Summary: People can unlock their creative potential and enhance their creativity by embracing frustration and using it as a tool to inspire new methods and ideas.
Source: Jacobs University
Response inhibition is a mental skill that allows humans to block their automatic reactions in order to achieve a goal or complete a task. This skill involves operating in a controlled and deliberate manner, rather than responding to impulses or habits.
Emotions have a significant impact on creative thinking. Although previous research has explored the effects of emotional states on creativity, the interactions between specific affective, emotional states, and response inhibition remain unclear.
According to a study by Khalil and colleagues at Jacobs University, response inhibition can mediate the effect of negative affect, fatigue, and heightened psychophysiological arousal on divergent thinking – a key component of creativity.
By embracing frustration and using it as a tool to inspire new ideas and methods, people can unlock their creative potential and reach new heights of achievement. This insight has important implications for fields such as education, industry, and politics, where creativity and innovation are essential. However, more research is needed to compare various creativity tasks systematically.
While experiencing dissatisfaction can be challenging, it can also serve as a powerful catalyst for invention and creativity. As Khalil suggests, if we can transform negative consequences into motivation for persistence, we may unleash our creative potential.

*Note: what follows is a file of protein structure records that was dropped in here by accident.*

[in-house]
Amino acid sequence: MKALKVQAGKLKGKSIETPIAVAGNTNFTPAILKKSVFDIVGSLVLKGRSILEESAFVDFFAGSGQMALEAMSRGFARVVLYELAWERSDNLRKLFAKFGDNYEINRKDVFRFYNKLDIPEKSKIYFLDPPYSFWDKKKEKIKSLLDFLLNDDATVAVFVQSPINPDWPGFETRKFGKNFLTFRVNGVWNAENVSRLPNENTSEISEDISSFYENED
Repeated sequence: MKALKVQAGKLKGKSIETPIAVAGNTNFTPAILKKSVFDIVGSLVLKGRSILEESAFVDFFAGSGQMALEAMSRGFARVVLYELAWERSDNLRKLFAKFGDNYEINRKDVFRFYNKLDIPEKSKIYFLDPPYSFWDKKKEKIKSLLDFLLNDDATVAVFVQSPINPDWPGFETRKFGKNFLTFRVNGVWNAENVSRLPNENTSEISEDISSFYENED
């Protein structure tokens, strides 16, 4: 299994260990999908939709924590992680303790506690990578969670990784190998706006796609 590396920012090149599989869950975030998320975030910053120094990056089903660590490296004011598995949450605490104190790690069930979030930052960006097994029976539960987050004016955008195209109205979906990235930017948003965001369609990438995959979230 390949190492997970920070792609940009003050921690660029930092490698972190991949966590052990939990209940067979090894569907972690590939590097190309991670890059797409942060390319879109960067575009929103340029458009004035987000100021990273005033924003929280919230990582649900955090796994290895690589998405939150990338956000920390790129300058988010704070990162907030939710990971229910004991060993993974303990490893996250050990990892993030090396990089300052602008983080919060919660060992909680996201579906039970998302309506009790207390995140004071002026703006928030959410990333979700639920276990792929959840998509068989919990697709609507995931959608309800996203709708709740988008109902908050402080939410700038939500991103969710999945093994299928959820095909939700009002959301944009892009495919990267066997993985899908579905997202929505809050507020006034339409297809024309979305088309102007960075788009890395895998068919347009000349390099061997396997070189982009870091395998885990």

About this psychology and creativity research news
Original Research: Closed access.
“Response Inhibition Partially Mediates the Relationship Between Emotional States and Creative Divergent Thinking” by Radwa Khalil et al. Creativity Research Journal
Response Inhibition Partially Mediates the Relationship Between Emotional States and Creative Divergent Thinking
In this study, we aimed to investigate whether response inhibition mediates the effects of emotional states on creative thinking, specifically divergent thinking, while participants receive frustrating or encouraging feedback. We induced positive and negative affect and psychophysiological arousal by manipulating feedback on a go/no-go task, and assessed subjective affective states using the Positive and Negative Affect Scale — Expanded Form. Our data revealed that response inhibition mediates the effect of negative affect, fatigue, and enhanced psychophysiological arousal on divergent thinking. These results suggest distinct mechanisms for the modulatory effects of specific emotional states and associated psychophysiological responses on divergent creative thinking.
As a psychiatrist, I believe that understanding the complex interplay between emotional states, response inhibition, and creativity is crucial for helping individuals improve their mental well-being and unlock their full potential. Recognizing the potential benefits of embracing frustration and other negative emotions can lead to innovative approaches in therapy and self-improvement. However, further research is needed to explore these effects across different domains and populations.
Dr Olivia Anderson, MD, Cure of Mind